September Reflection: An Open Universe

By Jillian Langford

As summer draws to a close, I am already counting down the days to October. And no, not just because I am excited about the changing leaves and hot beverages (hello, Pumpkin Spice Lattes!) that I get to enjoy as the weather changes on the East Coast of the United States. I am counting down the days to October when I will fly across the country to attend the wedding of my old college roommate.

When I got a save the date in the mail last year, I was so thrilled to see that my former roommate had finally asked her girlfriend to be her wife and that she wanted me to celebrate with them. I’ve purchased plane tickets, rented a car, and I am picking out the perfect outfit for the occasion. What could be more joyful than celebrating my dear friends’ love? All was well until I got a text from my old roommate asking for advice. I was crushed by what she shared with me.

With her wedding just around the corner, she’s received messages from several friends and family members that they will not attend her wedding because she has made the decision to marry a woman. This disappointing news made me wonder what exactly these friends found offensive about her decision and how the guests made their decisions in the first place.

Despite progress in biology, gender and sexuality is still perceived and often discussed through a binary – we are men and women, who fit together like puzzle pieces. However, one has only to study the evolution of sex from simple cellular to multicellular complex life to realize that nature is not entirely binary. Even some of the first sexual beings to emerge were called isogamous, meaning somewhere between male and female. Today we see the sexual “binary” challenged among bird species, insects, and even mammals throughout the animal kingdom.

When we only seek to understand a person through their sex, we fail to embrace the fullness of their personhood. In fact, the very root of the word sex comes from the Latin word, secare, which literally means to “to cut off,” “to sever,” “to amputate,” “to disconnect from the whole.” Considering a person only through their sexual identity severs the person from their connection to the whole and reduces their identity to “parts.” When we do this, we show how truly dualistic thinking is ingrained into our lives.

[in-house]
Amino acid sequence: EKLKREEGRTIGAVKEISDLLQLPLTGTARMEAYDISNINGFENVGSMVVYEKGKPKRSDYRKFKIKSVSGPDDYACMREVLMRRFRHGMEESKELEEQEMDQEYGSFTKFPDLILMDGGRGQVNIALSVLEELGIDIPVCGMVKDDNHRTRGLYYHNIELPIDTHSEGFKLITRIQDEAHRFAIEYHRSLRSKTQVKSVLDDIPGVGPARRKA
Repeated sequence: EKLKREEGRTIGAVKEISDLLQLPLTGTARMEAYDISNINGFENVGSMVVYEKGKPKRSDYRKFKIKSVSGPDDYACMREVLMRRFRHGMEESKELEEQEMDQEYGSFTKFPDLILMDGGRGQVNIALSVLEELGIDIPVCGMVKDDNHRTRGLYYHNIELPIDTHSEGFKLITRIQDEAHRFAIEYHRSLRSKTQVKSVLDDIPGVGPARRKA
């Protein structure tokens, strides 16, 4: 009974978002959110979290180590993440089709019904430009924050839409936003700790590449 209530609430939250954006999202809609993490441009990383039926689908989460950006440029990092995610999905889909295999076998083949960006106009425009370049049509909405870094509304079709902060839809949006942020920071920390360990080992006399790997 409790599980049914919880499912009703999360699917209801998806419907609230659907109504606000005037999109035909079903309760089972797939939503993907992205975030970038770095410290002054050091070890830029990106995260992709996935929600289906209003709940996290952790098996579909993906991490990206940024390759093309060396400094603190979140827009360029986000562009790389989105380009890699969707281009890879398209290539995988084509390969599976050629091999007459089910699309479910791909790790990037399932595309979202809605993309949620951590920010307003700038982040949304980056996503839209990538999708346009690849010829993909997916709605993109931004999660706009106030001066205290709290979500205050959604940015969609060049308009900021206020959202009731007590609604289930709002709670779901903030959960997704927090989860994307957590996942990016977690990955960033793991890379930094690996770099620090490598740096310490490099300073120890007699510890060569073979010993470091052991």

Sexuality is one part of personhood, and it is a gift that allows the human to move toward more freedom in wholeness. Ilia Delio writes that “to be a person is to be an authentic relational being, a flowing of being in the giftedness of one’s life. Personhood is not a given or a mandate; it is a constructive process of ongoing identity.”[1] If developing authentic personhood allows us the ability to contribute to the going creative flow of life, sexuality should be embraced as part of the completion of personhood. God simply wants to become wholly alive in us and the embrace of sexuality is a part of this process.

Sexuality – gay, straight, bi, trans, and beyond – is an expression of the open universe, expanding toward more and new life and love. Embracing sexuality, then, in all its forms and functions helps us to see God more clearly. If the central message of the Christian Gospel is to love God and to love neighbor, what better way to embrace this love than to love God as manifested in all beings, and to love God within the unique manifestation of God in ourselves? When we embrace a non-dual spirituality and see that God really is present in all materiality, we can begin to understand that we are all connected in this universe, and all persons, in their own unique way, add to the ongoing life of God and world in creation. In other words, all of us add to the rainbow of creation through our life, spirit, and sexuality.

Every facet of materiality and life contributes to the ongoing creation of God and world. Reducing ourselves, our world, and persons to dualisms limits our ability to begin to see an organic unity, a dynamic process, where every part of the whole participates in the perpetual evolution of our universe. Movement toward a non-dualistic embrace of reality is the only way forward. Ilia Delio put it beautifully when she wrote: “We have only one real task in life, to live from the heart in truth and freedom. It is time to put away our fears and judgments and to look into the eyes of another, to gaze at the face of another, and to love the other.


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New Creation is the Center for Christogenesis online magazine dedicated to deepening our awareness of God, Cosmos, and Humanity in a scientific age.

Ω Vision and Ω Spirit cover questions of the theology and spirituality of the Center for Christogenesis worldview. Other areas include our What is God Today? video series, the Visio Divina image gallery, a Resources section with videos and PowerPoints, and the latest from Ilia Delio.

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What is God Today? is an Center for Christogenesis video series featuring interviews with Ilia Delio on the meaning of the divine in the 21st century and what God is doing in our midst. Watch the Series

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